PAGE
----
David Byrne and St Vincent concert video: Love This Giant

NPR have finally posted the full concert footage from David Byrne and St Vincent's Love This Giant concert tour, which went around last fall. It was one of the most amazing shows I've ever seen (and I've since listened to the album about 10,000 times -- I haven't listened to a Byrne-related album this much since Speaking in Tongues). The footage reveals what you miss if you only get the album: the spectacular performances they gave, especially St Vincent, whose stage presence is amazing.

David Byrne & St. Vincent In Concert (Thanks, Jonny!)


  1. I got to see their show in Dallas. It was terrific. I’m a David Byrne freak but at this show St. Vincent was definitely the one to watch. An awesome mix of energy, charisma, and weirdness. She actually reminded me a lot of David Byrne at her age.

  2. When I first heard about them working together it seemed a bit arbitrary, but the album and this concert show that they are beautifully paired.  I don’t think I’ve ever felt as much enthusiasm from David Byrne.  He’s always had a detached quality, but now he’s ENTHUSIASTICALLY detached.  Annie, of course, just rocks everything she does.

  3. As a performer, Byrne still covers the musical and emotional range from A to… D, maybe. He does a surprisingly good job with what he’s got, but that’s all he’s got.

    1. Musical range is something Byrne is famous for, and emotional range is in the listener.  There are lots of people who are moved to a variety of emotions because of his music.

    1. There’s some kind of story about it. I read an interview (probably here on BB): The idea was to make the old, angular, worn fellow look pristine, plastic and new; and to make the smooth, clear skinned young girl rough and angular: just a form of role reversal.

  4. This is interesting stuff. Reminds me of end-of-the-road King Crimson, but in an odd kind of brass band fashion. The thing about David Byrne which is what makes him super awesome, is I wish I was David Byrne.

  5. Christ, this St. Vincent character looks like the ungodly spawn of Prince and Madonna. I’ve been Talking Heads fan since Fear of Music, but I gave up on DB after “Uh-Oh” (though I loved Rei Momo). This is obviously good and I can’t lie and say otherwise. It doesn’t make me want to buy that new album, however.

    1. Giving up on DB seems a risky proposition. His album with Eno, Everything That Happens Will Happen Today, is some of my favorite music from this century. The second tune on the video is from it (Strange Overtones).

      1. i love ‘strange overtones,’ but i think it’s better without the orchestra section.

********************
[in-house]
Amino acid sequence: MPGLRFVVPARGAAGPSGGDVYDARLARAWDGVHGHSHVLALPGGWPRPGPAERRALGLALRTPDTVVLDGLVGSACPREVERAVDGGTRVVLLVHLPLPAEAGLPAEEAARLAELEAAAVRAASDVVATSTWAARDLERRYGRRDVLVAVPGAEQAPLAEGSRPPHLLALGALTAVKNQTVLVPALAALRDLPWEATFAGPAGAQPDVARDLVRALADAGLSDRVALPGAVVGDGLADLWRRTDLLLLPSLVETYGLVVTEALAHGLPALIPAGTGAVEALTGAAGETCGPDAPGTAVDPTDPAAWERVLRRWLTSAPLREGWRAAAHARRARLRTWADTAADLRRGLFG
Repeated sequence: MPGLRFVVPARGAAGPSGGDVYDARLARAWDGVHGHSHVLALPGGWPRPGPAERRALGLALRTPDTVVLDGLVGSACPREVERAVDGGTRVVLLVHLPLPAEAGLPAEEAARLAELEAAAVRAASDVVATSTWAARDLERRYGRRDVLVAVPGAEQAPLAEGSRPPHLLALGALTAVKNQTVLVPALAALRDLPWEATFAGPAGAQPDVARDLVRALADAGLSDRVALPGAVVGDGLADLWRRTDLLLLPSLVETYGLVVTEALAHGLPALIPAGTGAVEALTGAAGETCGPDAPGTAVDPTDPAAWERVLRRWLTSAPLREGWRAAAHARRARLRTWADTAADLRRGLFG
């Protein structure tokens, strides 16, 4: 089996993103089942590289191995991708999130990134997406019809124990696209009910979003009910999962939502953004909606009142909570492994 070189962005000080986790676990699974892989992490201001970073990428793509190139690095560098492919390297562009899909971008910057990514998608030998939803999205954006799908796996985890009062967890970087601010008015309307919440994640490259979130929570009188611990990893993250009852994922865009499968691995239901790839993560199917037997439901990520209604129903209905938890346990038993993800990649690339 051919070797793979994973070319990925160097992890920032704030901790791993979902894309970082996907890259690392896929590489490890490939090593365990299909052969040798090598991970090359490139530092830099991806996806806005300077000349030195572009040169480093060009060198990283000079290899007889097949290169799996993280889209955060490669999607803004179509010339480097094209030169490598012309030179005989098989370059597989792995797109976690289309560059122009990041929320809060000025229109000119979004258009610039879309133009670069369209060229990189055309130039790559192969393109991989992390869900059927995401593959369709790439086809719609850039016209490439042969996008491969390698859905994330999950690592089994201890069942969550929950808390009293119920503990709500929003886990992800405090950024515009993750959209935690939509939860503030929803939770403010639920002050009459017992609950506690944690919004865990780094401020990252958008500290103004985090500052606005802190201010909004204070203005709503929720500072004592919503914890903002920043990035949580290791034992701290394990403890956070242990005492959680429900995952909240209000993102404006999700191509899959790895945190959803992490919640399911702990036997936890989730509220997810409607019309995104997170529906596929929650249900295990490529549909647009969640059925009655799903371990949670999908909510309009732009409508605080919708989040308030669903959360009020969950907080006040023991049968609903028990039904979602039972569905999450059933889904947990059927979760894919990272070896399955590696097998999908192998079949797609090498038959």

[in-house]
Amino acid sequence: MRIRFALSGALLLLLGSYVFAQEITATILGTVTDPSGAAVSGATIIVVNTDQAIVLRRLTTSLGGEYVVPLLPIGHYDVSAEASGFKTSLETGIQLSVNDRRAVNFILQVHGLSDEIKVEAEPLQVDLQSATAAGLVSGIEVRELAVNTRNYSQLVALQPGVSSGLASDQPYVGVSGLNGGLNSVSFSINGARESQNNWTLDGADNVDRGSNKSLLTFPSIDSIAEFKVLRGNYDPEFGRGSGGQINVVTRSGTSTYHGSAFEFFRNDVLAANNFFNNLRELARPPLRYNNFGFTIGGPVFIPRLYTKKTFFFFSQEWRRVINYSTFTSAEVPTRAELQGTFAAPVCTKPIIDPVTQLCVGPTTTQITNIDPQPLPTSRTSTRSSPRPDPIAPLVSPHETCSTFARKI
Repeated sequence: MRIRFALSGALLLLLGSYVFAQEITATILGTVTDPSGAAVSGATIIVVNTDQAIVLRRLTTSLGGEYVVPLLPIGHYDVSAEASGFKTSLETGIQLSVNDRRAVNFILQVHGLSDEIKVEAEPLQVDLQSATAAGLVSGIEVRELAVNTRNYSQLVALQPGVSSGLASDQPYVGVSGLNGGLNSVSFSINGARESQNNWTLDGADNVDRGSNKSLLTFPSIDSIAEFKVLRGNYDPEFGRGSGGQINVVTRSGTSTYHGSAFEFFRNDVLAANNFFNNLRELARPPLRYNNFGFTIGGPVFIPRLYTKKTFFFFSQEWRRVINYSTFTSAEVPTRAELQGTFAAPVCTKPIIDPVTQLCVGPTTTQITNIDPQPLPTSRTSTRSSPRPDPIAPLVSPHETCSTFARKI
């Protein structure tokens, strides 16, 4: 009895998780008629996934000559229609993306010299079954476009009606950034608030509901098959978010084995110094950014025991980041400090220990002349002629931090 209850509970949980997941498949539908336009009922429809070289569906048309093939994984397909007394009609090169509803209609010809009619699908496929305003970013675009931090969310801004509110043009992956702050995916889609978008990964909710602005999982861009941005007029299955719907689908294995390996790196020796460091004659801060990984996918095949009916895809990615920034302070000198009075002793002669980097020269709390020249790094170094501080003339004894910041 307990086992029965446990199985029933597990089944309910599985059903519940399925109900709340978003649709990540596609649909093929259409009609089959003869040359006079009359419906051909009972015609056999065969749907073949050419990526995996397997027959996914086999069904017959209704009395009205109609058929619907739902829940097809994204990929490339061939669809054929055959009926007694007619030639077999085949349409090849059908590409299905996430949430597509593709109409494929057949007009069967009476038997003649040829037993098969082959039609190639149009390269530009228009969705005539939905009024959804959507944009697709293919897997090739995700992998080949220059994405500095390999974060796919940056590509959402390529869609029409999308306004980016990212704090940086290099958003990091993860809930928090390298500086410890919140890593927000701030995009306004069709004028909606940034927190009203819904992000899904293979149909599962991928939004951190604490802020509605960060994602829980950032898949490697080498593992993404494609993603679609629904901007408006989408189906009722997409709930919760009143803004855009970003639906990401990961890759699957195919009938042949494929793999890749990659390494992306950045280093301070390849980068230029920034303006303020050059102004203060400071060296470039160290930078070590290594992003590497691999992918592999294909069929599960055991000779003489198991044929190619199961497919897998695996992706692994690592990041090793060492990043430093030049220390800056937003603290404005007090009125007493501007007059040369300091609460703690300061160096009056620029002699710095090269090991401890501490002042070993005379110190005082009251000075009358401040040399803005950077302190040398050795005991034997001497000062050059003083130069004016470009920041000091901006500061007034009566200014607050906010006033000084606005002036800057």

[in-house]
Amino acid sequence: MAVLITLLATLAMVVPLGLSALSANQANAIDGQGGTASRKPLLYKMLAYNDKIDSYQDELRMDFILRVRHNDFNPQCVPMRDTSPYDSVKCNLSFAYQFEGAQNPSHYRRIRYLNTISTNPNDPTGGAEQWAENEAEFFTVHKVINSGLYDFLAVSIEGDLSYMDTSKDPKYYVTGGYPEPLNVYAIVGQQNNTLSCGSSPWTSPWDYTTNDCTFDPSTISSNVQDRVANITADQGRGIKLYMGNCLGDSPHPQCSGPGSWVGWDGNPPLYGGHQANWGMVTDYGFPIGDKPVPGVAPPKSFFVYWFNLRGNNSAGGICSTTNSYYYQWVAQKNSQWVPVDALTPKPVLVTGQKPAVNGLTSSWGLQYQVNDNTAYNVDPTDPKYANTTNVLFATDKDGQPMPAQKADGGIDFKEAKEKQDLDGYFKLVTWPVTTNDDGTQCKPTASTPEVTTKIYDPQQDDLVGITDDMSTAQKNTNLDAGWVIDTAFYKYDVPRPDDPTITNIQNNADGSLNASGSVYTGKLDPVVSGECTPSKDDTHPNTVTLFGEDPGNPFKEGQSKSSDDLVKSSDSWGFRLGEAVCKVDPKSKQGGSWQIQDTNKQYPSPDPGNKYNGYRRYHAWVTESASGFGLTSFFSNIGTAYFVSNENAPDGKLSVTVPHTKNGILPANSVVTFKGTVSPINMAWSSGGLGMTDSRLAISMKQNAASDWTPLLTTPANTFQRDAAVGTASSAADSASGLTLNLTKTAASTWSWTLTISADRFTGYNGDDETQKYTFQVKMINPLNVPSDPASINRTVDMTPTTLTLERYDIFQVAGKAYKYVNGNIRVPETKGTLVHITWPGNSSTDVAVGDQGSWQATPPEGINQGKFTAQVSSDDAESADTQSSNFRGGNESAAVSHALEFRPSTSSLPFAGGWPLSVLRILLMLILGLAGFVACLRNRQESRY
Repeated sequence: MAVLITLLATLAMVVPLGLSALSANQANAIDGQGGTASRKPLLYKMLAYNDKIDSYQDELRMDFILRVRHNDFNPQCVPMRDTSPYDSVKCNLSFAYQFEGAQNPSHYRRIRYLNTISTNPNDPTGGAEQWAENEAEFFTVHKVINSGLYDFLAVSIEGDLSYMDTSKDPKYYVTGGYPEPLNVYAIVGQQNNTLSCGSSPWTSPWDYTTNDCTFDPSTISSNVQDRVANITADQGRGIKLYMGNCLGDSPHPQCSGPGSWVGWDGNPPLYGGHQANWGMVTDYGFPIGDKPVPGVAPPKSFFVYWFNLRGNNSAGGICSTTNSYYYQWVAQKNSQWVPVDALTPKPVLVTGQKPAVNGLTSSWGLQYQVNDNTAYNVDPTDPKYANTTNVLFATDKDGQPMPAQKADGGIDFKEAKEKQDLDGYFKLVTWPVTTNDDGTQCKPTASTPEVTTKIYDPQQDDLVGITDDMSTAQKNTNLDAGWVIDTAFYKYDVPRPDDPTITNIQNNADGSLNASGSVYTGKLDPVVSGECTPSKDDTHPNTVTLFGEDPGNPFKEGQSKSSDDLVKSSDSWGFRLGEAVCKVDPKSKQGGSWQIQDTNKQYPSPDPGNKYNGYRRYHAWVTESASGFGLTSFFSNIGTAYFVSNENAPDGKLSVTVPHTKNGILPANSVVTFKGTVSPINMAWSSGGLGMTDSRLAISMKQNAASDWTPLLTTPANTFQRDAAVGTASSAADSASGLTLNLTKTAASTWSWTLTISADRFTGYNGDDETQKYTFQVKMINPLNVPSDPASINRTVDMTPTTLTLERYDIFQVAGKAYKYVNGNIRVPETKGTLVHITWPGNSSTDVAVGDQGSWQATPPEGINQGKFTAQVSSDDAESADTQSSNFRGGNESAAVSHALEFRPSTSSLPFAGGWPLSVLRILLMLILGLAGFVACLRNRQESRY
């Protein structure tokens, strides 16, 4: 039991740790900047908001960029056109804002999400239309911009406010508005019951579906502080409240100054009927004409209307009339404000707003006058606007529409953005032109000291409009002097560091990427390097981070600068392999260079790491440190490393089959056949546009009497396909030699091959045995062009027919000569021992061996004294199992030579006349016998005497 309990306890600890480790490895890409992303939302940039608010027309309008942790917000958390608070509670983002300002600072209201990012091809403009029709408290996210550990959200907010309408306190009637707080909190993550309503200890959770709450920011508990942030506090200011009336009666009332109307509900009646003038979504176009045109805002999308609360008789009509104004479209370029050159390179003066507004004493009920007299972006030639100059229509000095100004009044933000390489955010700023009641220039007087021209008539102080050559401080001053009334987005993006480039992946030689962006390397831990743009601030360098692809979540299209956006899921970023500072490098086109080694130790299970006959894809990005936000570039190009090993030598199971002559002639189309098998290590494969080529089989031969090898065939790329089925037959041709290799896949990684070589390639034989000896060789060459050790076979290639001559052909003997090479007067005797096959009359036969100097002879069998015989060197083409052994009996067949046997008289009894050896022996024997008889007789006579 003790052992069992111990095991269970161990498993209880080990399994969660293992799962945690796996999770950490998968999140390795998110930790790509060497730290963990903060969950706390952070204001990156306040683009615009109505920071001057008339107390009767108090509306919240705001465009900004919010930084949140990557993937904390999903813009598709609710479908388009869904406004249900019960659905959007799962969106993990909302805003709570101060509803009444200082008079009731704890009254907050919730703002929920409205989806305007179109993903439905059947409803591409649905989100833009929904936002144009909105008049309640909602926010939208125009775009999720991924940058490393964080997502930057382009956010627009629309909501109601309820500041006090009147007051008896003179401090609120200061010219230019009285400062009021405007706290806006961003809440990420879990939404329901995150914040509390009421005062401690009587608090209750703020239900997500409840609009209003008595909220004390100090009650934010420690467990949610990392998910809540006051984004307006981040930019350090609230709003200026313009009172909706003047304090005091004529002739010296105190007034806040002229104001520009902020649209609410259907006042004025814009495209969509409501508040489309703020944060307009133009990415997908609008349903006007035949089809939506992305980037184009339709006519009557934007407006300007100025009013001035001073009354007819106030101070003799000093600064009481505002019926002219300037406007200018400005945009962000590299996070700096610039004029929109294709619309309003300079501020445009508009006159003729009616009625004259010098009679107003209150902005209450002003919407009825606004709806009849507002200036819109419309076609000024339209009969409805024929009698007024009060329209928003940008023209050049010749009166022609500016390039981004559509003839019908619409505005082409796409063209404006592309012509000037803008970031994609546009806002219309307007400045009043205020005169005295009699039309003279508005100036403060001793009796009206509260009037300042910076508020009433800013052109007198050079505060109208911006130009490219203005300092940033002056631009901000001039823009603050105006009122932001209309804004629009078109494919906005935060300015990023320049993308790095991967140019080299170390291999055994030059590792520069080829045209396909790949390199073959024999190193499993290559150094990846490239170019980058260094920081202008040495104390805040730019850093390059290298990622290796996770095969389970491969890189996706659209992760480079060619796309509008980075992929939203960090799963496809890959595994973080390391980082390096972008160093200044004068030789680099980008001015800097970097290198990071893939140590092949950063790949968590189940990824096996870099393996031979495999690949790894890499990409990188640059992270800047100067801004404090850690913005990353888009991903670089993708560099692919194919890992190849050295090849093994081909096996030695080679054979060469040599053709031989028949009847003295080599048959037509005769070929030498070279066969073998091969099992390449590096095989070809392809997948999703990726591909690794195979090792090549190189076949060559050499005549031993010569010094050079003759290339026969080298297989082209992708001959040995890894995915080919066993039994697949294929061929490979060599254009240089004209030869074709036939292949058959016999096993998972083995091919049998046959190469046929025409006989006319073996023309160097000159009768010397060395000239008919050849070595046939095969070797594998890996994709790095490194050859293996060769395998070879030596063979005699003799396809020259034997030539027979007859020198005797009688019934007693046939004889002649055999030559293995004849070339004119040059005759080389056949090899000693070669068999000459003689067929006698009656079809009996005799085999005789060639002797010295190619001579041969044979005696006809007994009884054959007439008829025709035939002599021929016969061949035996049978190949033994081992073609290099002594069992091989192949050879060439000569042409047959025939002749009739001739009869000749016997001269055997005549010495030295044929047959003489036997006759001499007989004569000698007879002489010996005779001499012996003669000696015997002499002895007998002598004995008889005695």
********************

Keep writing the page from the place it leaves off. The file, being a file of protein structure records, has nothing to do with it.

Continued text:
in other news, what’s up with all the penguin walking?  are her heels that bad?

  6. Saw her early last year solo, very much enjoyed it.  With Byrne here.. eh.   David Byrne’s been responsible for creating some amazing music during his career.  Then again, so has Sting..  No offense.

  7. Somehow the lady flew under my radar till now. Thanks for having made me discover her and for making my day with this excellent vidéo. Always loved David Byrne, Tina Weymouth and Talking Heads since 1980 when a friend introduced me to Remain in light. Thanks a lot !

  8. I saw this show a while ago (on a rare night out), and it was fantastic! I was literally giggling through half of it: a weird side-effect of having my awesome-meter pegged for an extended period of time.

  9. BRAVO!  A terrific sampling of definitive NPR muzak:  bland, suburban and treacly (!)  Every song here is in the same, exact minor key and at the same constipated, white bread tempo.  

    Pairing today’s Byrne-out sournotes with Saint Vanilla is marvelous!

    Since the NPR white-washing to rid the airwaves of ballsy rock and gutsy beats has been going on for so long, here’s a reminder of what Byrne used to be capable of peddling — in major chords with A TIMELESS BEAT (horrors!) and mulitple (rising) transitions:  

    More so of course, here’s what — and how — he used to sing about TV (a far cry from that ‘I Used ot Watch TV’ dirge):

    Someday the NPR conspiracy will be conquered — and America’s jeans will be no longer be available at the organic dry cleaners,heavily-starched with perfect creases. 

    1. That was perhaps the most pretentious thing I have read in the entire duration of my stay on the Internet.

      1. Thanks! But actually St. Vanilla and the ‘anything-for-a-yuppie-buck’ Byrne are the pretentiious ones. I am for real.